Don’t Back-Talk Back: How Parents Unwittingly Invite Power Struggles and Defiance, and What to Do Instead

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If your child is more than six months old, it’s a sure thing that you’ve experienced defiance or a power struggle. Back-talk and attitude generally come later; but once again, these are behaviors all parents have seen at one time or another, if not many times a day.

Power Struggle

Several years ago, at the airport, I overheard a mother and her teenage son having a back-talky conversation. It went something like this:

Mom: “Hey hon, could you grab this bag for me?”

Teen:  “Um…can’t you see my hands are full? Grab your own bag.”

The teen then continued to type, one-handed, into his smartphone.

Mom:  “Don’t you speak to me that way, young man! I’ve just paid for an expensive and wonderful vacation for you, and you can’t manage one simple favor? Put that phone down, NOW!”

Teen:  “I’m busy. Hold on.”

Mom:  “I’ll be happy to hold on . . . to your phone!”

She then grabbed his phone, threw it in her purse, and stomped off.

He shook his head, rolled his eyes, and took off in the opposite direction.

(As I watched, I was wondering how they would find each other now that she had his phone.)

I had just witnessed one of my worst fears: a snarky child acting out in a public place. I was just happy it wasn’t mine…this time.

Of course, as my children grew, I received my fair share of attitude and back-talk, too. But I now know that my own response to back-talk, defiance, and power struggles makes a HUGE difference in how this kind of scene goes down.

“It takes two to create a power struggle. I have never seen a power-drunk child without a power-drunk adult real close by.”

Jane Nelsen, author of Positive Discipline

If you look at the airport scene again, what do you notice? Was the teen being disrespectful? Absolutely. Was the Mom modeling the kind of respect she wanted, as she yelled, lectured, and responded sarcastically? Not even close. Her back-talk was just as bad as his.

What lesson is this teenager learning about back-talk?

From his mother’s example, he might be learning that the way to get what you want is to demean, yell, lecture, and manipulate. I’m quite sure that this mother was hoping to teach just the opposite.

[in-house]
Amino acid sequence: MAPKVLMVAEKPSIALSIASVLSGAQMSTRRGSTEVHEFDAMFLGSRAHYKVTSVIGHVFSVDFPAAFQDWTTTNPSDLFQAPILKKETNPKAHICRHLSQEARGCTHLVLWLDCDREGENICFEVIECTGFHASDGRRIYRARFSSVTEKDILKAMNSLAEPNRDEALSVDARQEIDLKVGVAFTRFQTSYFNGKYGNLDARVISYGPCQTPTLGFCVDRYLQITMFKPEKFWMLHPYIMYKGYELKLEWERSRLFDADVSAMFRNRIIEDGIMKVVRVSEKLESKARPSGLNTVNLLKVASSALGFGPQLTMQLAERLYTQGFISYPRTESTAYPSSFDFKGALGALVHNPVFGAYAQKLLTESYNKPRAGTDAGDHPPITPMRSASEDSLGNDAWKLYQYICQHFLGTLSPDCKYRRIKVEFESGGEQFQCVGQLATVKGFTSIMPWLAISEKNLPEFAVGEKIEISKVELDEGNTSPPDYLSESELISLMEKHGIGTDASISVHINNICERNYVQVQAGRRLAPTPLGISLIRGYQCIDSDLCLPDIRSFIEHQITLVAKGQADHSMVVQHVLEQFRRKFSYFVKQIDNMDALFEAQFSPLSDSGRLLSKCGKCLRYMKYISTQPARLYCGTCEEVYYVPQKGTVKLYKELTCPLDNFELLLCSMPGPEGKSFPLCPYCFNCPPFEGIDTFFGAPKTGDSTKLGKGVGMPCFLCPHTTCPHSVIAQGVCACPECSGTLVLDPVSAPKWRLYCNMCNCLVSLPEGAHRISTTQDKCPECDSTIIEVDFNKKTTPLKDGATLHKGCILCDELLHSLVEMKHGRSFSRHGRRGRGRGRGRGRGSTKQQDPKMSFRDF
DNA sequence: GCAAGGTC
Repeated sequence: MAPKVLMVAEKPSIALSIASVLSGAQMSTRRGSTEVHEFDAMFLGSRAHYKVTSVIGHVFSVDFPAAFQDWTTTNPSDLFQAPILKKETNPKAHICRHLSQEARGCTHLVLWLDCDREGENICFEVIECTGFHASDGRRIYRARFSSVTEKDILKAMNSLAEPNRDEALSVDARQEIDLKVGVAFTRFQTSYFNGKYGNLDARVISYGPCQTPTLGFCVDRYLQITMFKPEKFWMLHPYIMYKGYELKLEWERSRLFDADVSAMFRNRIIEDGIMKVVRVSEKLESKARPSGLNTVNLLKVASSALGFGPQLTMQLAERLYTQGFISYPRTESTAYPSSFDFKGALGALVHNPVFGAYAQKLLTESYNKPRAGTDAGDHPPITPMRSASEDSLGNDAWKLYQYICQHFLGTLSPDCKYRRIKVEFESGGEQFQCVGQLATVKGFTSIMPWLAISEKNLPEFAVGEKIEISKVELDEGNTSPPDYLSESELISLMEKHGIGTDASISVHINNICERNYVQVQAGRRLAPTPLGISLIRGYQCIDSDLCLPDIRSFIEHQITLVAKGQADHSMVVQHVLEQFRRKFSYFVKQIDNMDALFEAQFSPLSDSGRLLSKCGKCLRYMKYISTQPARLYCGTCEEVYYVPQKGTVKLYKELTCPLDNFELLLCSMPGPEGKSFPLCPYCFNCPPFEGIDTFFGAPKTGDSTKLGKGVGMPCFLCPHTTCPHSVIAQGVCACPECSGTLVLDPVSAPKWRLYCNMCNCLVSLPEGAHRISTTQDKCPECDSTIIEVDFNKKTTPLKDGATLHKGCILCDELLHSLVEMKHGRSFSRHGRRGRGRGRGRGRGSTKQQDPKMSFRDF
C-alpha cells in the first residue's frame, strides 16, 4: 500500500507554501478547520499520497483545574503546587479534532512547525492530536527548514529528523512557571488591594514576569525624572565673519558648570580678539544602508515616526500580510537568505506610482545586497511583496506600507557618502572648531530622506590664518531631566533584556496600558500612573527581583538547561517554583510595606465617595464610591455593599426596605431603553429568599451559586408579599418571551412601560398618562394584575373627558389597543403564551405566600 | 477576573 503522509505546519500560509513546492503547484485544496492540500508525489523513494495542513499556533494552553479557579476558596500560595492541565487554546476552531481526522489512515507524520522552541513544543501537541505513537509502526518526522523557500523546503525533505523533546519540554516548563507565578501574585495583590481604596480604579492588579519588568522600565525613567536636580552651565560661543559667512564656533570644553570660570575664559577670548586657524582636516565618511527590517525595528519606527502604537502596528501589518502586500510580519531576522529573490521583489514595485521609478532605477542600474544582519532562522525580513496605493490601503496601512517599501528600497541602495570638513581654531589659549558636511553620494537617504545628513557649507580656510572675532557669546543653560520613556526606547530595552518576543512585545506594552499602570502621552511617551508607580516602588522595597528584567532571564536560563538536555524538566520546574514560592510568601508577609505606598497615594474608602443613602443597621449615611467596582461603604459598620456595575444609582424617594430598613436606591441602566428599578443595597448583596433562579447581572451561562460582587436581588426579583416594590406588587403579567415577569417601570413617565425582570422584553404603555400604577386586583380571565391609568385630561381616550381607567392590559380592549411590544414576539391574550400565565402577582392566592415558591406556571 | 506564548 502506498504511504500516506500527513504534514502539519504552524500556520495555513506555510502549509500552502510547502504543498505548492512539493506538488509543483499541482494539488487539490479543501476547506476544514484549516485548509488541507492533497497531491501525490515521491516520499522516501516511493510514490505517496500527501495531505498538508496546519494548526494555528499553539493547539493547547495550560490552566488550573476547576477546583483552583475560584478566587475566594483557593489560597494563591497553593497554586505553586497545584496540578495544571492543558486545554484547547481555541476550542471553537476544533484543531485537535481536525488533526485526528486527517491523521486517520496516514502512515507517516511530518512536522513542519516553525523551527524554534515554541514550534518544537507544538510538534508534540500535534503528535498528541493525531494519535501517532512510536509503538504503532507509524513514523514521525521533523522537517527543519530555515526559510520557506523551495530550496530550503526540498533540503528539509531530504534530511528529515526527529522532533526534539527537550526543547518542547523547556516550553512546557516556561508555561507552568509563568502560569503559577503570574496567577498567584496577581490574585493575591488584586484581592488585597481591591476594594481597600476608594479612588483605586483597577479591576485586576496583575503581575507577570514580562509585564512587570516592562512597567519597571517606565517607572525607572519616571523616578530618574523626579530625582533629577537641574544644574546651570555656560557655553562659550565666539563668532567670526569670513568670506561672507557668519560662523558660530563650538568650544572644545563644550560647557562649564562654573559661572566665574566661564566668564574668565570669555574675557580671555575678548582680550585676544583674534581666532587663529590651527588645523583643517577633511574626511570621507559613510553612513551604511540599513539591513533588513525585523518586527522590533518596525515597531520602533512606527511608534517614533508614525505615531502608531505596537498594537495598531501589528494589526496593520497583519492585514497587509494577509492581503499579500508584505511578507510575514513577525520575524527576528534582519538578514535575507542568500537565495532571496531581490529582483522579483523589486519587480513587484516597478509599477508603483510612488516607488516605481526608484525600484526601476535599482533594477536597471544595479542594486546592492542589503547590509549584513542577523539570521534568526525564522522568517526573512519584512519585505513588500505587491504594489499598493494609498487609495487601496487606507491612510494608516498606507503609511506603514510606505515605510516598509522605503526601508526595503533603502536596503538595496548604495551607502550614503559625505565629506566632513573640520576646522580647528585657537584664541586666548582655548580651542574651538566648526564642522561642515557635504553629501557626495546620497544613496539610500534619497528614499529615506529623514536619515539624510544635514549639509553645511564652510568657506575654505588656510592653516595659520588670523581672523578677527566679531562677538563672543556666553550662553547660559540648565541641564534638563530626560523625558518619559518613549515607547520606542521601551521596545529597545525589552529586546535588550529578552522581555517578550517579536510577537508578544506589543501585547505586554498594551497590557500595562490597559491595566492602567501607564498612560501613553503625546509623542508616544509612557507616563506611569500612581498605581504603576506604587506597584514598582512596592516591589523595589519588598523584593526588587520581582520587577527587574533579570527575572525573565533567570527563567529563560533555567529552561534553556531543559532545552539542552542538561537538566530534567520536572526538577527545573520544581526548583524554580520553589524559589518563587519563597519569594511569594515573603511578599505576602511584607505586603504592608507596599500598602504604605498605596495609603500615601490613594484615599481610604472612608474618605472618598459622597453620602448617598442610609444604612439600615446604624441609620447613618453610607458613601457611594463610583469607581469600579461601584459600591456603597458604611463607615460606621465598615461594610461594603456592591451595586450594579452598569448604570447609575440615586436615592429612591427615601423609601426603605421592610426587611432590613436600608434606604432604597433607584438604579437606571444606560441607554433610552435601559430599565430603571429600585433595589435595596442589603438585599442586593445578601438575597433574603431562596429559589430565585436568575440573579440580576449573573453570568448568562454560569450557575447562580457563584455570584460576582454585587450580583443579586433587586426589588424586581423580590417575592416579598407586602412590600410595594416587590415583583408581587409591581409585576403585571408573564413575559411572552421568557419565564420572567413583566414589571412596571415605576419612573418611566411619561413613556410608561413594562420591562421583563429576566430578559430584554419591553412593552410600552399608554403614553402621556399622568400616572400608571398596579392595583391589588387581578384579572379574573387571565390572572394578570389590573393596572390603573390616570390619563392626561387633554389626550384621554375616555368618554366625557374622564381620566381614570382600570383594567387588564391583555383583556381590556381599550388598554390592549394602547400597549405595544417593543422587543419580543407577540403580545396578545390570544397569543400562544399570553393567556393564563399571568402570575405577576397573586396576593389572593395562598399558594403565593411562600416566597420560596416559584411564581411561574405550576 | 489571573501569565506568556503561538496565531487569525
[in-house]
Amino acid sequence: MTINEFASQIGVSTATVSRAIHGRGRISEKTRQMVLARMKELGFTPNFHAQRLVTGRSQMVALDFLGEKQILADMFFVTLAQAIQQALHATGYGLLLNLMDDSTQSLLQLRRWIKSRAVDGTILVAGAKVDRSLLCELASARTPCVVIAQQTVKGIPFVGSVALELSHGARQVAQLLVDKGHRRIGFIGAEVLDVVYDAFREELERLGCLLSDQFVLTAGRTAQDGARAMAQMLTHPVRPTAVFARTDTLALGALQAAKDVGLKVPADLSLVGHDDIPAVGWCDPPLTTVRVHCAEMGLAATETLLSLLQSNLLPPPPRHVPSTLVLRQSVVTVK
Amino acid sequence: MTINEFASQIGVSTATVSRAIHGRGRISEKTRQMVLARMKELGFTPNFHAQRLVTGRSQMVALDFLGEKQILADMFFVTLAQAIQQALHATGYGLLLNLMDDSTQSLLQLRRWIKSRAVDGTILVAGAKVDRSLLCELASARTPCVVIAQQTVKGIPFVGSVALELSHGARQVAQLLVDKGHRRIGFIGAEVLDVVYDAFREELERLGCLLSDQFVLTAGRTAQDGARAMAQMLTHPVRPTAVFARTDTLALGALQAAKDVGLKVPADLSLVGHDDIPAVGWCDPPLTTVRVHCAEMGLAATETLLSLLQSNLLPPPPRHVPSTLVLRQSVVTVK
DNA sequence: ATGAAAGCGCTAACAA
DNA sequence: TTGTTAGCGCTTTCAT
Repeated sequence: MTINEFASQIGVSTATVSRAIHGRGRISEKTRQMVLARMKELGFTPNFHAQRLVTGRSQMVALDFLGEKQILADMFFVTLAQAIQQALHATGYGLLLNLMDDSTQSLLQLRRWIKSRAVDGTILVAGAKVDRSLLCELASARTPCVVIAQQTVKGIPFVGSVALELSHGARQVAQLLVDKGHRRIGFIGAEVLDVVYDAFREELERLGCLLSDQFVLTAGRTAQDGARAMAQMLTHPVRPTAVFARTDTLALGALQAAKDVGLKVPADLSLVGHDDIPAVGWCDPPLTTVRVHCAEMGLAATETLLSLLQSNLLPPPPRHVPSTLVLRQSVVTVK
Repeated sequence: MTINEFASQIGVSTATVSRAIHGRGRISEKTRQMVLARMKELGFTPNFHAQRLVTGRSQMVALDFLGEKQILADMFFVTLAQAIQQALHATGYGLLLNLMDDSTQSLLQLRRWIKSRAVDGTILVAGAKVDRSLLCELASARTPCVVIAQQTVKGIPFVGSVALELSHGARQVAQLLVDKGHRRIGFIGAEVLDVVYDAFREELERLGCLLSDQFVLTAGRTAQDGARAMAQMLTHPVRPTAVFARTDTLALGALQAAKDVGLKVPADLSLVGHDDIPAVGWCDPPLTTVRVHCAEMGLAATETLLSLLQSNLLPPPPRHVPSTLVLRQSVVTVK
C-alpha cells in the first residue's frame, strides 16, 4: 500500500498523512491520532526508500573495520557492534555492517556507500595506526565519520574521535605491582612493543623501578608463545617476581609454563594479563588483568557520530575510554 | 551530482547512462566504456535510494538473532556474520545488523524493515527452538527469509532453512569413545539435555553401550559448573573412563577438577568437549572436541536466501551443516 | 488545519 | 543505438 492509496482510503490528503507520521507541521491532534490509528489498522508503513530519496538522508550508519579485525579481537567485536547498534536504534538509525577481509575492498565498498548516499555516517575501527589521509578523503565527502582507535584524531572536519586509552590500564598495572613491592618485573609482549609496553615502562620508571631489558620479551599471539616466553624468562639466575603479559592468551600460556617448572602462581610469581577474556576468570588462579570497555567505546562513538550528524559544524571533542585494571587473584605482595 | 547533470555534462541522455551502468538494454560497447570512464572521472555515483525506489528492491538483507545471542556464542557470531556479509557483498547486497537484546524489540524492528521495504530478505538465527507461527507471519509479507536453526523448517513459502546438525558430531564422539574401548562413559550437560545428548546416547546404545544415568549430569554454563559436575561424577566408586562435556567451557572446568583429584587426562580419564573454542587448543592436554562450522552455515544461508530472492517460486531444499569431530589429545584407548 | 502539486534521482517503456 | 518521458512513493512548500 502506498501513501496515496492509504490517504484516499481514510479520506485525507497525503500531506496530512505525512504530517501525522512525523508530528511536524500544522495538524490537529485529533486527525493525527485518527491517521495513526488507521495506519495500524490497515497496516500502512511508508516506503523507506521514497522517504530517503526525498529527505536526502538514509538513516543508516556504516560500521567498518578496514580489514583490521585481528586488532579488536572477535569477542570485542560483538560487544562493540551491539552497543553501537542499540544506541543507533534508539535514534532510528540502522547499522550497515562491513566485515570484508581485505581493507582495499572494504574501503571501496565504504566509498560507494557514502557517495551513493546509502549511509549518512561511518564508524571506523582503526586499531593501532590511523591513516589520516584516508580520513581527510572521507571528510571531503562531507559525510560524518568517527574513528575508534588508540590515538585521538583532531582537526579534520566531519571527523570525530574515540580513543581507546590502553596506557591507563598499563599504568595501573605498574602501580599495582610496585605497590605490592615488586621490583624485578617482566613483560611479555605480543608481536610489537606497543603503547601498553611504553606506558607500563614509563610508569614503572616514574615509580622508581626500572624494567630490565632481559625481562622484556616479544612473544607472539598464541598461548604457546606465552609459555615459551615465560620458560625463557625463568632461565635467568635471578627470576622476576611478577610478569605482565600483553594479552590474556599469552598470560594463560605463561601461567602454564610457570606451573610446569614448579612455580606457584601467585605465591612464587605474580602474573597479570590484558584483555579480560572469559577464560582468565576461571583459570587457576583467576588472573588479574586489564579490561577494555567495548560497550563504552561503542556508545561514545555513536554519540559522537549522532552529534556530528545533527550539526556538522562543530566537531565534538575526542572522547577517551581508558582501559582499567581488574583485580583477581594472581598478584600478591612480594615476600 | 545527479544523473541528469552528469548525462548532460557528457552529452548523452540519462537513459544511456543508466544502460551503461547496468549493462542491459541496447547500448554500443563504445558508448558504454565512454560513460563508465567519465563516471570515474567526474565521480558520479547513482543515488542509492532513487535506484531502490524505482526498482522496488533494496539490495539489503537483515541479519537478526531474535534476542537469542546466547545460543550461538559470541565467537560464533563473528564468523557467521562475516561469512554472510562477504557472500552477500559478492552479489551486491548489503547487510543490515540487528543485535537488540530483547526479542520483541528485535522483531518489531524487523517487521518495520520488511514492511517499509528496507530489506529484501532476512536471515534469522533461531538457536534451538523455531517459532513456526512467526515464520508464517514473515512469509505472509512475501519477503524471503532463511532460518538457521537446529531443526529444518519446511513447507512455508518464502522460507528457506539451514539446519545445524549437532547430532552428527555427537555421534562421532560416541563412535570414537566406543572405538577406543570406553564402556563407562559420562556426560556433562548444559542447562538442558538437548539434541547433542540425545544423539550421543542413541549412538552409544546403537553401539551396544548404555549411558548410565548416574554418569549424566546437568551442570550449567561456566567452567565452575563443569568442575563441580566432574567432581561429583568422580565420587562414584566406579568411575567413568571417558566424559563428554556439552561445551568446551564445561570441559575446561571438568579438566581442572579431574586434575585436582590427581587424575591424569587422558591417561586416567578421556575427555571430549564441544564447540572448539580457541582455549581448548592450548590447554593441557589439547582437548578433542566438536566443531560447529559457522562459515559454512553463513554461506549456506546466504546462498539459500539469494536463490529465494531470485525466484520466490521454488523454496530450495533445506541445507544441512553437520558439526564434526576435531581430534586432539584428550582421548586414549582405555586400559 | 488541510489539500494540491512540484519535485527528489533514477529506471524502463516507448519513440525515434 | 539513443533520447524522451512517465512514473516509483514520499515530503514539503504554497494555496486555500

So, when you’re getting defiance and back-talk from your children, how do you respond? How can you model respect, but still get across the message that the way they’re behaving isn’t OK?

There are many ways! Keep reading…

Let’s take a new scenario now, because parents with children of all ages can likely relate to this one: a child refusing to do a chore. We’ll look at the same scenario in two rounds: one where Dad takes the bait, and one where he doesn’t. (The words in bold and parentheses are the tools or tool the parent is using.)

Round 1

Dad: Honey, it’s time to unload the dishwasher. It’s your turn tonight, so let’s get to it.

Daughter: I don’t feel like it. Someone else can do it.

Dad: What do you mean, you don’t feel like it?

Daughter: I mean, I don’t feel like it! I always have to load the dishwasher and I’m sick of it!

Dad doesn’t realize he’s been invited to a power struggle. He unwittingly accepts the invitation, and continues on with one of these less-than-helpful retorts:

  1. Don’t talk to me that way young lady! (Lecture/Demand)
  2. Go to your room and don’t come out until you can be respectful! (Demand / Punishment)
  3. You are grounded for a week! (Punishment)
  4. How can you talk to me that way after all I have done for you?  (Guilt)
  5. You just lost all your privileges. (Punishment)
  6. Maybe Military School will teach you to be more respectful of authority.  (Threat / put-downs)
  7. How far do you think that smart mouth is going to take you? (Sarcasm / put-downs)
  8. You will be respectful if I have to ground you for a year. (Threats / Control)